Making sustainability a part of your everyday routine

It has been identified as a strategic direction and key priority for the institution but when it comes to talking about making the University of Lethbridge more sustainable, what exactly does that mean?

In an effort to promote the University's sustainability initiatives, the University of Lethbridge Students' Union (ULSU) is intent on solving that question and helping students, staff and faculty at the U of L get on board the sustainability bandwagon.

Zack Moline, the Students' Union president is a key driver of the University's sustainability aspirations, and he speaks to first creating an awareness on campus about just what makes up the three prongs of the sustainability equation.

"I think everyone gets the environmental side of it," says Moline. "It's about strategies to reduce your impact on the environment, limiting waste, your carbon imprint and so on. What's not understood as well are the social and financial aspects of the equation."

Moline explains that financial sustainability is achievable on a number of levels and speaks to making financial decisions that allow for growth but in a way that does not outstrip revenues and resources.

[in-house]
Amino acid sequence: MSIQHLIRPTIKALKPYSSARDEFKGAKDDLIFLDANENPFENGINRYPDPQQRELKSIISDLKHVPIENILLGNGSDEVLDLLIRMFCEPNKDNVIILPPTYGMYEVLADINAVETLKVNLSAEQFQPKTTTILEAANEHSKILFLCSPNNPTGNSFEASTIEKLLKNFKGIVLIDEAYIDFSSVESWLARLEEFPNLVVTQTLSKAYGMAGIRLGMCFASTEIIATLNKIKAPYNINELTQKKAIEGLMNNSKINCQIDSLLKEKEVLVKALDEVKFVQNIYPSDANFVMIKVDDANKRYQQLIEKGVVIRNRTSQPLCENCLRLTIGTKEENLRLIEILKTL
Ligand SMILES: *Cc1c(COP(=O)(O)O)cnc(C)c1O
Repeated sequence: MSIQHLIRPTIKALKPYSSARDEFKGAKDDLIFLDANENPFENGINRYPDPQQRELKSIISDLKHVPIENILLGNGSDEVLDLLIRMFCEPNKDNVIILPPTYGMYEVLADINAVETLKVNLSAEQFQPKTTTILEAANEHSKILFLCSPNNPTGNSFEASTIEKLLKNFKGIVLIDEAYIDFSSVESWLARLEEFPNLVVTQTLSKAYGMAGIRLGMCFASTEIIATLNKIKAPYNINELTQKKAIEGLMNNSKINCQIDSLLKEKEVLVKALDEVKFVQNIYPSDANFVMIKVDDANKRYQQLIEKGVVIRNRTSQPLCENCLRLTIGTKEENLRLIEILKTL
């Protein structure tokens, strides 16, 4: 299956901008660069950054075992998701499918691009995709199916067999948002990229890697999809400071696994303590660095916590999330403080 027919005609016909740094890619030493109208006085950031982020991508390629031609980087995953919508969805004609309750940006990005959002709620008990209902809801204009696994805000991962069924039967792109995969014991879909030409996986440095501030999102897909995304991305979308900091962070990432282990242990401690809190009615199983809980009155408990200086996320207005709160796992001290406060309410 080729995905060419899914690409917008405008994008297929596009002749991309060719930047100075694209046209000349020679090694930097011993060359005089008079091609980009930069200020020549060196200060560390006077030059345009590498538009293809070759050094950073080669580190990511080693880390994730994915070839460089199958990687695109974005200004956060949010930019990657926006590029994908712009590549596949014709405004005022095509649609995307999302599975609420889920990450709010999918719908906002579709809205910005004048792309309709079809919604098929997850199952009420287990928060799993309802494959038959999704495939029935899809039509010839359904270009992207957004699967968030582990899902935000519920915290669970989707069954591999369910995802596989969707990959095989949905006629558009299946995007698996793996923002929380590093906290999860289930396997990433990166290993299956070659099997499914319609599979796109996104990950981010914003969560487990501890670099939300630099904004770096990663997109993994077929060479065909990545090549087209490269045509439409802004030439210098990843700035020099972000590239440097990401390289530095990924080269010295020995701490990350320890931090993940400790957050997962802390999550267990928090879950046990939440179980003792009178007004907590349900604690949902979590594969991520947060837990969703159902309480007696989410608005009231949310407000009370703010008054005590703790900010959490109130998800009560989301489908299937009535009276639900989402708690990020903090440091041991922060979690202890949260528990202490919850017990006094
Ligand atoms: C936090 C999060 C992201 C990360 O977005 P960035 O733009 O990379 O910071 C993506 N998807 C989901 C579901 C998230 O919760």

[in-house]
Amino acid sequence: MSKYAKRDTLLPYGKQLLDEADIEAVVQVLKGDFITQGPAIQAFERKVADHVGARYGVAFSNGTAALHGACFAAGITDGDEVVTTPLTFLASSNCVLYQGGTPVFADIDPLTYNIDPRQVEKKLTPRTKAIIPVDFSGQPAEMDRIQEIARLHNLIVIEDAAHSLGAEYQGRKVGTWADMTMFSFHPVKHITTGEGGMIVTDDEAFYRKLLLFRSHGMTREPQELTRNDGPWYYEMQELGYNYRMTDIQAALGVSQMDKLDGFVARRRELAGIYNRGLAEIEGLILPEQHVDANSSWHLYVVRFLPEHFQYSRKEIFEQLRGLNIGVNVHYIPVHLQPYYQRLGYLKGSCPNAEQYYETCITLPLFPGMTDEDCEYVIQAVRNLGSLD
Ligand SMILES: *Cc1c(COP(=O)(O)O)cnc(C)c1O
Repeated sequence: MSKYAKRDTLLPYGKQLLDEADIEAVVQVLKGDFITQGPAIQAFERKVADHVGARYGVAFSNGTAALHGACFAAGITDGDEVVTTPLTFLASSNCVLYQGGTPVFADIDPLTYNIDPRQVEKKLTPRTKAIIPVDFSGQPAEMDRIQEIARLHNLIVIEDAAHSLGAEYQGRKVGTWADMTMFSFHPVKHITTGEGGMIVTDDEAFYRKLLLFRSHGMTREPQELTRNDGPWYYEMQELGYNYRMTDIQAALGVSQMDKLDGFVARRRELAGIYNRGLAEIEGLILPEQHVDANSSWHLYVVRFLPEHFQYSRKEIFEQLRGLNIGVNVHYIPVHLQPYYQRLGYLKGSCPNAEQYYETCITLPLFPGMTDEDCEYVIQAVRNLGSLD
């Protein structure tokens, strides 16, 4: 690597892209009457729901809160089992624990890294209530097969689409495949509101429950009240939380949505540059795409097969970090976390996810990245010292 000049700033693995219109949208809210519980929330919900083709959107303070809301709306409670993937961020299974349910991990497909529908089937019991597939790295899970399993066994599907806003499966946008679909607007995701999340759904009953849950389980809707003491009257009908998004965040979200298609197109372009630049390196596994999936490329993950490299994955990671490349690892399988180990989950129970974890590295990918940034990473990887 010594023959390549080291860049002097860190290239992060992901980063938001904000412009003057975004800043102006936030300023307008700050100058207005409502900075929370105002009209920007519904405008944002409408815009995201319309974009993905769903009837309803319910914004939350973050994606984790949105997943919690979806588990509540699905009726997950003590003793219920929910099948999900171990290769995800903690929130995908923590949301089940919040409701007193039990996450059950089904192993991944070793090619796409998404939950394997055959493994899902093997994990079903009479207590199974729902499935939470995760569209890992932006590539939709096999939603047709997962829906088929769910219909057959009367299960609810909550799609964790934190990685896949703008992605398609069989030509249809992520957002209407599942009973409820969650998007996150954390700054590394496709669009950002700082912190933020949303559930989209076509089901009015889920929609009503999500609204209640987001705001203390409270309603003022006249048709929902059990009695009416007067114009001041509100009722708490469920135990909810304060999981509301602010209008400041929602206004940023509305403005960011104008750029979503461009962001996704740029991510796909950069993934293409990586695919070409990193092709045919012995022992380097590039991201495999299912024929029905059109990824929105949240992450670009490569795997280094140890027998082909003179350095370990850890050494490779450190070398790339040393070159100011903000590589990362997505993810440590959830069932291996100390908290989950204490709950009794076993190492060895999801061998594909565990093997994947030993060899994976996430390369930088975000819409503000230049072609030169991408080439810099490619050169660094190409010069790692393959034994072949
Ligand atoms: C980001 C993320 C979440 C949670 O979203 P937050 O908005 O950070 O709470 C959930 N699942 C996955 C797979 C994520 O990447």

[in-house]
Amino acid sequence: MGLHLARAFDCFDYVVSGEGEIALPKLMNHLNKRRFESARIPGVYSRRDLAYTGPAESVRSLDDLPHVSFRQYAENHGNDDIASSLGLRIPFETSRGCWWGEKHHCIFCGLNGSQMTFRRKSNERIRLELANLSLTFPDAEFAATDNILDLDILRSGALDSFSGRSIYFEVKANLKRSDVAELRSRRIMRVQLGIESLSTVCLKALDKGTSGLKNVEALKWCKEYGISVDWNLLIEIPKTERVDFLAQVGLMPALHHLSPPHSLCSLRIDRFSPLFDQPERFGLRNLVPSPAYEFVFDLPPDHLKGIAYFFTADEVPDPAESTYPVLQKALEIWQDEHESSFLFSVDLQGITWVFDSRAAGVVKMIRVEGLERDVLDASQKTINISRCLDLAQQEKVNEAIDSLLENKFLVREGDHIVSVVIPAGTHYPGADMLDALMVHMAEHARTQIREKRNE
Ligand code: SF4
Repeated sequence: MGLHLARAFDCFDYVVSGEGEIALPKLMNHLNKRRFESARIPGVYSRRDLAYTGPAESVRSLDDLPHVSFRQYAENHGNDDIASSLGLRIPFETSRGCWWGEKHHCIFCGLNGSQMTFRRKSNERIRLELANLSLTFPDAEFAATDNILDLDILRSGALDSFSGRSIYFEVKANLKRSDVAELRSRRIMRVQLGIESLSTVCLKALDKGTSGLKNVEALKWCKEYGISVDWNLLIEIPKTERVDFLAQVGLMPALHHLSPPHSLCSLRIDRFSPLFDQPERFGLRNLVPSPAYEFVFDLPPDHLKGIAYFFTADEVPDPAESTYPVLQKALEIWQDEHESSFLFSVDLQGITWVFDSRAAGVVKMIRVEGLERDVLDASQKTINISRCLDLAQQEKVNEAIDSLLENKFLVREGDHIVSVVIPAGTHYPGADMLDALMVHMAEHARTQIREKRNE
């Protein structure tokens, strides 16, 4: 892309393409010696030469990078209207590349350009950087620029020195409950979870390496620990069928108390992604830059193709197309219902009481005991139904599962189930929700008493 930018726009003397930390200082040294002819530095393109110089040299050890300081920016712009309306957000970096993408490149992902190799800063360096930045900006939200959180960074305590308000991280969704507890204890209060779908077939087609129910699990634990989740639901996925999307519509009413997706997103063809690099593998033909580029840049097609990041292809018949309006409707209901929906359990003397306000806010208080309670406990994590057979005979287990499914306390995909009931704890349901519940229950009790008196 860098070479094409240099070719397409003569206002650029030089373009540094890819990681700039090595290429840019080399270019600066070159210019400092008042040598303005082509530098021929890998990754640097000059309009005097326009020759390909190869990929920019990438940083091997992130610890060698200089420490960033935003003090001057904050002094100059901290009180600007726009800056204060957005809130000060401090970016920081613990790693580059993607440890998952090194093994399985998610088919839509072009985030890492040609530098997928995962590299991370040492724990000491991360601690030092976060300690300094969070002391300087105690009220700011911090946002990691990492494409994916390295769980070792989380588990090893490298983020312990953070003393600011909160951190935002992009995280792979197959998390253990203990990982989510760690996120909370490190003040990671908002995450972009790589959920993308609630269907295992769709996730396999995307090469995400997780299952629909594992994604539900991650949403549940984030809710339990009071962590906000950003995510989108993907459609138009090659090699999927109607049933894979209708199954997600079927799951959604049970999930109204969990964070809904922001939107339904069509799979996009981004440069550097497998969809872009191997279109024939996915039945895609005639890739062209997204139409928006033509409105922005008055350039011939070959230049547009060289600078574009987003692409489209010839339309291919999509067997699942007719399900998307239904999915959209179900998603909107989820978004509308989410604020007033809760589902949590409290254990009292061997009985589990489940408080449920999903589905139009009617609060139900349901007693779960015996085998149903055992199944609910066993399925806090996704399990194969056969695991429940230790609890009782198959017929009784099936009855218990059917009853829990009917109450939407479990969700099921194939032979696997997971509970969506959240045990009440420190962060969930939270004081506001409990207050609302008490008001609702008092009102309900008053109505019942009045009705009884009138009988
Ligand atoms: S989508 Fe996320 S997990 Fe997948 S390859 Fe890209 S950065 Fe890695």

"It even speaks to students in terms of them budgeting properly, such as taking out less student loans so that they can afford their education," says Moline.

On the social side of the equation, the emphasis is on social responsibility and creating an atmosphere of support networks both internally and externally.

"It speaks to creating an overall sense of a campus society that is socially responsible, so that in the wider community there is a recognition that people have a responsibility to others and their community," says Moline.

It involves wellness initiatives in the workplace and fostering a sense that people will be given the necessary tools to excel in their roles.

Each month in the Legend, we will be presenting stories about people who are living the sustainability initiative, those who are doing their part, whether big or small, to further the goal of making our campus more sustainable. We are also looking for feedback from the community because we want to know who is pushing the sustainability program forward. Is there a student, staff or faculty member who has incorporated concepts of sustainability into their everyday routine? Let us know.

Moline is proud to represent a student population that is keen for this messaging and is looking for ways to make their world more sustainable.

"Students are definitely welcoming to this kind of message. I think they see how important it is for our future, and I think they all have a vague sense of what sustainability means. With this initiative, we can take that knowledge a little further and help them understand what it really means, how they can be more sustainable in their daily lives and routines," says Moline.

As well, look for tips to appear on the campus digital signs about strategies to introduce sustainability to daily routines.

"It's all about education," says Moline. "As we see resources dwindling throughout the world, it's apparent that sustainability is going to be a key concept for us to grasp in order to succeed and grow as a society. For young adults coming to get an education, this is important to them and for the University to put a great emphasis on this, we'll have a leg up as we go out to solve the world's problems."